In Fig. 1g, h, we show the variations of vertical TEC, rate of TEC change index, ROTI (Pi et al. 1997), and amplitude scintillation index S4 (for all PRNs with elevation angle > 30°) measured by a Novatel GNSS TEC/scintillation receiver over Sanya on May 30, 2016, and Oct. 26, 2015, respectively. We may note that the nighttime/post-sunset ESF irregularities produced ionospheric scintillations (maximum S4 up to 0.5) and fast TEC fluctuations (maximum ROTI up to ~ 1.5 TECu/min) (Fig. 1h), as to be expected, whereas no scintillation, fast TEC fluctuation, and diffuse echo trace in ionogram (figure not shown here) was detected during the presence of the daytime F-region irregularities (Fig. 1g). Of particular interest is that just before the appearance of the daytime F-region irregularities in the radar beams, a TEC reduction (as a negative kink in TEC marked by an arrow in Fig. 1g) was observed along one satellite-receiver link around 1045 LT (0327 UT). The nature of TEC reduction, which has a relatively slow recovery process, is different from the fast TEC fluctuations (appearing along a few satellite-receiver links) caused by ESF irregularities (Fig. 1h). Later in the paper, we will show the measurements by a GNSS TEC receiver network situated around Southern China, which explicitly link the TEC reduction to a background ionospheric hole generated by the passage of a rocket (~ 300 km away from Sanya in longitude) on May 30, 2016.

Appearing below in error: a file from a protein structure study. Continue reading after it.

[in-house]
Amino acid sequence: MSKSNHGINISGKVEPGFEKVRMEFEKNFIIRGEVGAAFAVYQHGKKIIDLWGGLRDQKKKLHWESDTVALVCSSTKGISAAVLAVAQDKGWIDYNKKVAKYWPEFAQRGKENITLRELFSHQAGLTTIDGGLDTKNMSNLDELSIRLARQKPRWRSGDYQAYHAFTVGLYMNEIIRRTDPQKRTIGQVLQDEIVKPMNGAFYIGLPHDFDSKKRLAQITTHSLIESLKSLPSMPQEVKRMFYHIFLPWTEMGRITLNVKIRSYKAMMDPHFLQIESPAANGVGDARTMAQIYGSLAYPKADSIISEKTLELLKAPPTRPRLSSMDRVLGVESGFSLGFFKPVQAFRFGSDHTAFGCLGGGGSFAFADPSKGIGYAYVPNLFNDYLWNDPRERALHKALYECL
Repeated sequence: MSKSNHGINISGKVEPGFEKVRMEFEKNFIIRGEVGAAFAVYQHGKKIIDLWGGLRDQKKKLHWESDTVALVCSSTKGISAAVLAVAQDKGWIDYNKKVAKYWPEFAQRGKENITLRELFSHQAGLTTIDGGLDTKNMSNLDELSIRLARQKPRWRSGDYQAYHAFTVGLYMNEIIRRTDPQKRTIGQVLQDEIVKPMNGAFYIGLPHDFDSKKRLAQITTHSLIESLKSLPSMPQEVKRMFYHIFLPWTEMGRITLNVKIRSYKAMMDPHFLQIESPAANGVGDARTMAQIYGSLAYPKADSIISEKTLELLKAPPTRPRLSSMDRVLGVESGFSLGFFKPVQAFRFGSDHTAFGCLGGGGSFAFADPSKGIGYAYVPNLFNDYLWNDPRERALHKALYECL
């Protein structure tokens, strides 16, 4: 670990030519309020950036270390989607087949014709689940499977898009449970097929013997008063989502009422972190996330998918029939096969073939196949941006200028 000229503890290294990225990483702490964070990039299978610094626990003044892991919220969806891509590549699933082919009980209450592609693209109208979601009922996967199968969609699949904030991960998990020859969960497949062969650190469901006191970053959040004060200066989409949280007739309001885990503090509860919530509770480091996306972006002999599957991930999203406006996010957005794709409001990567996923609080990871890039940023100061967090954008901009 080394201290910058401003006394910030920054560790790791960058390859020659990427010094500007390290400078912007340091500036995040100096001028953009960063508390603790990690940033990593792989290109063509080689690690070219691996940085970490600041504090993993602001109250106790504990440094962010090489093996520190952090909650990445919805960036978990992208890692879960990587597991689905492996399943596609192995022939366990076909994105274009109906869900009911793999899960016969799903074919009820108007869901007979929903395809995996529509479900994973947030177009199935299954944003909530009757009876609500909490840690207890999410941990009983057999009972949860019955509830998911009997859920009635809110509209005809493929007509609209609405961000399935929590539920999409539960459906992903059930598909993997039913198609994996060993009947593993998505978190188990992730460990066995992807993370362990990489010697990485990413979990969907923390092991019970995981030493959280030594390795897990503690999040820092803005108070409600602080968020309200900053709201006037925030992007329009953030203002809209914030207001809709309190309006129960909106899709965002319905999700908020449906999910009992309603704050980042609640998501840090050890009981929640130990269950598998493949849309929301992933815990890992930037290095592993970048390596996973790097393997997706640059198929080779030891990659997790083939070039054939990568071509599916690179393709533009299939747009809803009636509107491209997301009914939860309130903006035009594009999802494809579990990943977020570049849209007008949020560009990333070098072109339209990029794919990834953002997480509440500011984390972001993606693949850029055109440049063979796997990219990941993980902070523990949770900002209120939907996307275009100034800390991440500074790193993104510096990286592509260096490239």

To examine the spatial distribution of the daytime F-region irregularities and its temporal variation, we show in Fig. 2 a series of fan sector maps of echo power (in dB) from all the seven beams of the Fuke radar, as a function of distances in the east-west and north-south directions. The superposed dashed lines in each plot show the given altitudes (from 100 to 500 km with an altitude interval of 100 km) where the radar line of sight is perpendicular to the geomagnetic field. The top three maps, taken from 1054 LT (0336 UT) to 1103 LT (0345 UT), show the initial generation of irregularity layer around the F-region peak height of ~ 360 km. When the irregularities were first detected in the 1057 LT (0339 UT) map, they were confined to the beams 2 to 6 only. In the map taken 6 min later (at 11:03 LT), the irregularity generation had already extended in east-west direction occupying all the radar beams and perhaps well beyond. The structure was confined to a small range of altitude but occupied an extended range of longitude, that is, more than 200 km in the east-west direction. Due to the limited field of view, the radar could not cover the exact longitudinal extent of the thin irregularity layer. It is evident from Fig. 2d–f that the irregularity layer rose from 360 to 400 km altitude with a mean velocity of about 30 m/s. The background plasma vertical drift was found ranging between 10 and 20 m/s around 1100 LT over Southeast Asia (see Figure 9 of Patra et al. 2012). During the rising process, the irregularities seemed not to extend in altitude with time, being confined to a layer with thickness of about 30 km. After the layer rose to about 400 km altitude (Fig. 2g–i), the irregularities in a zonal dimension of about 150 km, mostly in the western beams, expanded abruptly up to high altitude, 500 km or greater. The degree of irregularity upward growth appears to be less pronounced in the eastern beams than it is in the western beams (as is evident in Fig. 2h, i), which seems to be due to the fact, as illustrated in Fig. 3, that eastern beams are pointed to a region closer to the TEC depletion eastern boundary, whereas the western beams cover more of the central regions of the depletion where the depletion depth could be larger. The irregularities decayed and disappeared around 1151 LT (0433 UT).